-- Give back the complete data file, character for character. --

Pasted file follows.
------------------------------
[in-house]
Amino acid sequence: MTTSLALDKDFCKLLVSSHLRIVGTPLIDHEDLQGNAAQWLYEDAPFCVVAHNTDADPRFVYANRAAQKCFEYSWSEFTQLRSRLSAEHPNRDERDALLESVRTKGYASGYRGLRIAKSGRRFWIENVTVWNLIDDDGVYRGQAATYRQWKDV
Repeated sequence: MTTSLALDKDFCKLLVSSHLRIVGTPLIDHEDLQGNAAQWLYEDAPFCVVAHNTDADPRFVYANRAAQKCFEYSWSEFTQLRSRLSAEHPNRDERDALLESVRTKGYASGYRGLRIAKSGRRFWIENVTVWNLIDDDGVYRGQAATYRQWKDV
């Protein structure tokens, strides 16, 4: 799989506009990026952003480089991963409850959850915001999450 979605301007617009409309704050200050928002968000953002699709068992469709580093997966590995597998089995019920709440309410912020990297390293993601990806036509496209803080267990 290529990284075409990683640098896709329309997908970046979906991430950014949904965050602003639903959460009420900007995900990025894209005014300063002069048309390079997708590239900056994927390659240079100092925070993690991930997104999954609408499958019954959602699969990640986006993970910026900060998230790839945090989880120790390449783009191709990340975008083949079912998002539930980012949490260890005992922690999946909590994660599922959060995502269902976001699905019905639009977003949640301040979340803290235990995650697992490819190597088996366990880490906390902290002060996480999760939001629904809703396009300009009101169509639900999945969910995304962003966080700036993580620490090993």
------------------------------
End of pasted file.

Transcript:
[in-house]
Amino acid sequence: MTTSLALDKDFCKLLVSSHLRIVGTPLIDHEDLQGNAAQWLYEDAPFCVVAHNTDADPRFVYANRAAQKCFEYSWSEFTQLRSRLSAEHPNRDERDALLESVRTKGYASGYRGLRIAKSGRRFWIENVTVWNLIDDDGVYRGQAATYRQWKDV
Repeated sequence: MTTSLALDKDFCKLLVSSHLRIVGTPLIDHEDLQGNAAQWLYEDAPFCVVAHNTDADPRFVYANRAAQKCFEYSWSEFTQLRSRLSAEHPNRDERDALLESVRTKGYASGYRGLRIAKSGRRFWIENVTVWNLIDDDGVYRGQAATYRQWKDV
């Protein structure tokens, strides 16, 4: 799989506009990026952003480089991963409850959850915001999450 979605301007617009409309704050200050928002968000953002699709068992469709580093997966590995597998089995019920709440309410912020990297390293993601990806036509496209803080267990 290529990284075409990683640098896709329309997908970046979906991430950014949904965050602003639903959460009420900007995900990025894209005014300063002069048309390079997708590239900056994927390659240079100092925070993690991930997104999954609408499958019954959602699969990640986006993970910026900060998230790839945090989880120790390449783009191709990340975008083949079912998002539930980012949490260890005992922690999946909590994660599922959060995502269902976001699905019905639009977003949640301040979340803290235990995650697992490819190597088996366990880490906390902290002060996480999760939001629904809703396009300009009101169509639900999945969910995304962003966080700036993580620490090993």